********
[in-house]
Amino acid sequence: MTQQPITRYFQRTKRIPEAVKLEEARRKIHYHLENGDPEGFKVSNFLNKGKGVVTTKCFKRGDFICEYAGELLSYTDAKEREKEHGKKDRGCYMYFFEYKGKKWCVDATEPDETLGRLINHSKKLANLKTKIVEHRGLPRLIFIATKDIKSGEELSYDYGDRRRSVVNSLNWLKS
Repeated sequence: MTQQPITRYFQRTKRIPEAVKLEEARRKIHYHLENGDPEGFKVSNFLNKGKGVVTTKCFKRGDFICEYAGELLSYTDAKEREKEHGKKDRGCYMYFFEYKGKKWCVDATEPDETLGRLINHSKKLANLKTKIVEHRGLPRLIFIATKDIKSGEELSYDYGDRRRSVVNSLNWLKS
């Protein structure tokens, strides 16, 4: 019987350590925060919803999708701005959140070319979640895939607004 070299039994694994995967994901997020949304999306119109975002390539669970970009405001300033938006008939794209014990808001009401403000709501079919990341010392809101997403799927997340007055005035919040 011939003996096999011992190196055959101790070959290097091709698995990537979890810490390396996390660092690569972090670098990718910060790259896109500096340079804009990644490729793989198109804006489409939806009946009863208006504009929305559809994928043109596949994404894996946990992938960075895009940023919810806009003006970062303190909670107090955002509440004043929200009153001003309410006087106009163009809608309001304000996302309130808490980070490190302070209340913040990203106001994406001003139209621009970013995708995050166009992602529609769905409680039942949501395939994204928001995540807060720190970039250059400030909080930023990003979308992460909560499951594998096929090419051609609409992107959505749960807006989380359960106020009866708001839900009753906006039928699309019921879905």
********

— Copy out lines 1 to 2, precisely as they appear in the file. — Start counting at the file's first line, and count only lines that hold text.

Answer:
[in-house]
Amino acid sequence: MTQQPITRYFQRTKRIPEAVKLEEARRKIHYHLENGDPEGFKVSNFLNKGKGVVTTKCFKRGDFICEYAGELLSYTDAKEREKEHGKKDRGCYMYFFEYKGKKWCVDATEPDETLGRLINHSKKLANLKTKIVEHRGLPRLIFIATKDIKSGEELSYDYGDRRRSVVNSLNWLKS